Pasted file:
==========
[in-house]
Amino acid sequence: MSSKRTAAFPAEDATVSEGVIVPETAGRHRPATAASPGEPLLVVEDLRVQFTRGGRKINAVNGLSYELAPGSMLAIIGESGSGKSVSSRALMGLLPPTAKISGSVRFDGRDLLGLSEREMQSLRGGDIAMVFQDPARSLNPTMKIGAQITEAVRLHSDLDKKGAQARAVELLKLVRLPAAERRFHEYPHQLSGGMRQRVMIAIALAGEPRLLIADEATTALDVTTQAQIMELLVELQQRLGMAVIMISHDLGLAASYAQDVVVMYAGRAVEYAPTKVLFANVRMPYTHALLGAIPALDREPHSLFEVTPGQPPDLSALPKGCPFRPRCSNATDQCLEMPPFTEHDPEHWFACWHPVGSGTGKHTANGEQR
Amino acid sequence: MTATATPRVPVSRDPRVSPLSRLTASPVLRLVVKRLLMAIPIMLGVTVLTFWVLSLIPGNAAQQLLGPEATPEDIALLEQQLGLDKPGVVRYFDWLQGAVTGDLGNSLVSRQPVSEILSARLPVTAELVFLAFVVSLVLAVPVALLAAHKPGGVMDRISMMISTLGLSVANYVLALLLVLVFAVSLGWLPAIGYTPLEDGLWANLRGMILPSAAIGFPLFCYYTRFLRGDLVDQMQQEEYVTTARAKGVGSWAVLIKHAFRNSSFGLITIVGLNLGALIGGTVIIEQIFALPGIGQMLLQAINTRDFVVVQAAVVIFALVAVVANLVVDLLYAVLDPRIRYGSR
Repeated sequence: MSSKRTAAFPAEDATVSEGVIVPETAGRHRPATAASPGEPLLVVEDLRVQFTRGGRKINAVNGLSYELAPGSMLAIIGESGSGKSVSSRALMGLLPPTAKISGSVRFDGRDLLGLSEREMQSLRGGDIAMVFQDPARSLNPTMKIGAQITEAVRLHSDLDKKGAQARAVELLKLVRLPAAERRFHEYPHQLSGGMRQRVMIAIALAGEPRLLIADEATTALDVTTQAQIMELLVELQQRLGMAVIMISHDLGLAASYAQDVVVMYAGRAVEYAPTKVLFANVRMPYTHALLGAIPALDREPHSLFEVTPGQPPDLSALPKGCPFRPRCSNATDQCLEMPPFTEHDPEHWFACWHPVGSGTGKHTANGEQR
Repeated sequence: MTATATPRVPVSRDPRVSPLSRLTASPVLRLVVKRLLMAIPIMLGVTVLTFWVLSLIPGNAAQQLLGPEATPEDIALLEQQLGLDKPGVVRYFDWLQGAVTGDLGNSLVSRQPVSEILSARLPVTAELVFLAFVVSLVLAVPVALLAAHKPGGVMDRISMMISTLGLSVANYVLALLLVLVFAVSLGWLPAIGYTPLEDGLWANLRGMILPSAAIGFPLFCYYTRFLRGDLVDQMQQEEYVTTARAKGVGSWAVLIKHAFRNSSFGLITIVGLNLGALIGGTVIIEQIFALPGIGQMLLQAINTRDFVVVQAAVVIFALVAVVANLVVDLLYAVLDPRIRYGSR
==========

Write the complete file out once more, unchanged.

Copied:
[in-house]
Amino acid sequence: MSSKRTAAFPAEDATVSEGVIVPETAGRHRPATAASPGEPLLVVEDLRVQFTRGGRKINAVNGLSYELAPGSMLAIIGESGSGKSVSSRALMGLLPPTAKISGSVRFDGRDLLGLSEREMQSLRGGDIAMVFQDPARSLNPTMKIGAQITEAVRLHSDLDKKGAQARAVELLKLVRLPAAERRFHEYPHQLSGGMRQRVMIAIALAGEPRLLIADEATTALDVTTQAQIMELLVELQQRLGMAVIMISHDLGLAASYAQDVVVMYAGRAVEYAPTKVLFANVRMPYTHALLGAIPALDREPHSLFEVTPGQPPDLSALPKGCPFRPRCSNATDQCLEMPPFTEHDPEHWFACWHPVGSGTGKHTANGEQR
Amino acid sequence: MTATATPRVPVSRDPRVSPLSRLTASPVLRLVVKRLLMAIPIMLGVTVLTFWVLSLIPGNAAQQLLGPEATPEDIALLEQQLGLDKPGVVRYFDWLQGAVTGDLGNSLVSRQPVSEILSARLPVTAELVFLAFVVSLVLAVPVALLAAHKPGGVMDRISMMISTLGLSVANYVLALLLVLVFAVSLGWLPAIGYTPLEDGLWANLRGMILPSAAIGFPLFCYYTRFLRGDLVDQMQQEEYVTTARAKGVGSWAVLIKHAFRNSSFGLITIVGLNLGALIGGTVIIEQIFALPGIGQMLLQAINTRDFVVVQAAVVIFALVAVVANLVVDLLYAVLDPRIRYGSR
Repeated sequence: MSSKRTAAFPAEDATVSEGVIVPETAGRHRPATAASPGEPLLVVEDLRVQFTRGGRKINAVNGLSYELAPGSMLAIIGESGSGKSVSSRALMGLLPPTAKISGSVRFDGRDLLGLSEREMQSLRGGDIAMVFQDPARSLNPTMKIGAQITEAVRLHSDLDKKGAQARAVELLKLVRLPAAERRFHEYPHQLSGGMRQRVMIAIALAGEPRLLIADEATTALDVTTQAQIMELLVELQQRLGMAVIMISHDLGLAASYAQDVVVMYAGRAVEYAPTKVLFANVRMPYTHALLGAIPALDREPHSLFEVTPGQPPDLSALPKGCPFRPRCSNATDQCLEMPPFTEHDPEHWFACWHPVGSGTGKHTANGEQR
Repeated sequence: MTATATPRVPVSRDPRVSPLSRLTASPVLRLVVKRLLMAIPIMLGVTVLTFWVLSLIPGNAAQQLLGPEATPEDIALLEQQLGLDKPGVVRYFDWLQGAVTGDLGNSLVSRQPVSEILSARLPVTAELVFLAFVVSLVLAVPVALLAAHKPGGVMDRISMMISTLGLSVANYVLALLLVLVFAVSLGWLPAIGYTPLEDGLWANLRGMILPSAAIGFPLFCYYTRFLRGDLVDQMQQEEYVTTARAKGVGSWAVLIKHAFRNSSFGLITIVGLNLGALIGGTVIIEQIFALPGIGQMLLQAINTRDFVVVQAAVVIFALVAVVANLVVDLLYAVLDPRIRYGSR